It is safe to say that one of the worst parts of cooking is the sweaty, sweltering stress that comes with it. It doesn’t matter if you are Michel Roux or cooking a simple supper for your family, being in the kitchen is enough to give you palpitations. Cooking a dinner party is like spinning plates… on a unicycle… on the edge of a volcano… with everyone you ever cared about laughing from a safe distance.
We totally feel you, but the key to keeping your cool (excluding the use of Valium, of course), can be broken down in to ten simple steps:
- Don’t try anything new
We know that you want to show off and impress your guests, but it is better to deliver a top-notch chocolate cake than a soufflé disaster. However, if you do have something that you really want to try, practice it. Try it out once or twice before the main event, just make sure you get yourself someone to chow-down on the rejects until you get it perfect.
- Don’t over complicate your menu
Leading on from the above, don’t have a menu that is too complicated. Sure, go for one showstopper course, but place something simple and classic on either side. Not only does this make things much easier for you, it is easier on your guests; too much rich food can be overbearing.
- Write lists
Once you’ve worked out your menu, write a long list of ingredients, the wine or drinks you need and all the other little bits on a piece of paper. Do not leave out things you think you have already. Go through your kitchen and tick off the things you already own to avoid serious faux pas when you swore you had plenty of cinnamon.
- Plan your day
On another sheet of paper, write down what you need to do and how long it will take. Plan each step at a time, up until serving. For example: 6pm: Preheat oven, 6:20pm put the meat in and put potatoes on to boil, 6:25pm prep vegetables, 6:45pm make dessert. This method works great for Christmas dinner too.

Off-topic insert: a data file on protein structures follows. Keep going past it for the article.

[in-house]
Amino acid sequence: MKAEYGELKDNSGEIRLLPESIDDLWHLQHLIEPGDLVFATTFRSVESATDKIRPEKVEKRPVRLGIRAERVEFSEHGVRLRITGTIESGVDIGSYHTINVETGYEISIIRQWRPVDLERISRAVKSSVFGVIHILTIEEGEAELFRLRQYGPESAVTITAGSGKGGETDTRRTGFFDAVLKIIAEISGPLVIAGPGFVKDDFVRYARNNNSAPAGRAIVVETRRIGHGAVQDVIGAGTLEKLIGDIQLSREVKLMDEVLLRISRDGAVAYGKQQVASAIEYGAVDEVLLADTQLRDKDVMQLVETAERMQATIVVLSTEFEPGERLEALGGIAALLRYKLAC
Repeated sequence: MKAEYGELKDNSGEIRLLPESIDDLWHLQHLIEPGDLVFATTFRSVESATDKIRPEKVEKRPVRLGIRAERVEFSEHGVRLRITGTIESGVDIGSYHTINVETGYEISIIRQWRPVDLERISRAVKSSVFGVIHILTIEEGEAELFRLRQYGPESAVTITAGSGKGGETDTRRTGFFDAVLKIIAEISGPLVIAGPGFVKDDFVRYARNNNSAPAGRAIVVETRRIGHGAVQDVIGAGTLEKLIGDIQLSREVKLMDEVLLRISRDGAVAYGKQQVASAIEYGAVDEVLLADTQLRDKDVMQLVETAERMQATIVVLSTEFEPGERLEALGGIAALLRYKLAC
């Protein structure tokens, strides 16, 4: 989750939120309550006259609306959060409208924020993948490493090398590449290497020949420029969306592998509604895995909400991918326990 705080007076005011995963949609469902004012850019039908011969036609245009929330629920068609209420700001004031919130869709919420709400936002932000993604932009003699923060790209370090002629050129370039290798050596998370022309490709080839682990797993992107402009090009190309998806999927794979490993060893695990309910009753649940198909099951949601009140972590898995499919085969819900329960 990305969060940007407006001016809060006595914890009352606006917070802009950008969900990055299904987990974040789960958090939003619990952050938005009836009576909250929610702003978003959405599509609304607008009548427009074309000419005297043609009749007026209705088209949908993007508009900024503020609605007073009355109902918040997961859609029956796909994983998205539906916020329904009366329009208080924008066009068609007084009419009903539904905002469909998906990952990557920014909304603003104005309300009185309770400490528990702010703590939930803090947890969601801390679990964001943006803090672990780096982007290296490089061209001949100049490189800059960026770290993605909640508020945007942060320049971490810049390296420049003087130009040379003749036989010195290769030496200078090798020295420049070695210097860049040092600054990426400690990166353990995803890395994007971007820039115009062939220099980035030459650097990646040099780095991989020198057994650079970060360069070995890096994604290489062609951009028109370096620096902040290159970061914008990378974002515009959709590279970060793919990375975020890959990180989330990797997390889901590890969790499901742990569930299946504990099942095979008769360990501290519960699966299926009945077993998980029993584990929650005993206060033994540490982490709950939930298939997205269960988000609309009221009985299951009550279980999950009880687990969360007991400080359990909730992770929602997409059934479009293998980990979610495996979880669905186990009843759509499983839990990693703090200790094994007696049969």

- Prep as much as possible
Throughout the day if you find yourself with very little to do you can take this time to prep. Make stock and leave it in the fridge, chop vegetables and leave them in cold water to keep fresh, and set the table as early as possible. You will be your busiest when the guests arrive so it is best to get the little things out of the way while you can.
- Give yourself enough time
Don’y be afraid to use the whole day. Do not just leave it all to the last minute, as the stress of cooking up a couple of courses in a few hours will make your head explode. Obviously, due to work and family commitments, this might not always be possible, but just be aware how complicated your menu might be, and be sure to give yourself enough time.
- Take frequent breaks
Not only does cooking take a great deal of concentration, on a basic level you are stood up for long period of time. Make sure you take lots of little breaks, have a sit down and have a cup of tea (or a gin).
- Be choosy about who you invite
You may have an extensive group of friends, but if you want to avoid anxiety, reduce your number of covers. The ideal number is probably 6 or 8 at a push, and if you would like more, be sure to rope in a little help from the guests themselves.
- Leave time for a little bit of pampering
When you cook all day, you will be tired, a little stressed and you will almost certainly have the smell of the food infused into your hair and oozing from your skin. Give yourself enough time to go and have a hot bubbly bath, wash your hair and get ready. Your looks need to match how amazing your meal is, so give yourself the time to beautify.
- Enjoy yourself
What’s the point of it all if you can’t have a little fun? Invite people who will have an amazing time whatever the food is like, and be sure to remember that its only one meal. Have a couple drinks, socialise and enjoy your evening. You’re worth it.
Take a deep breath, plan properly, and if all else fails order a take away to the back door.
See you on Thursday,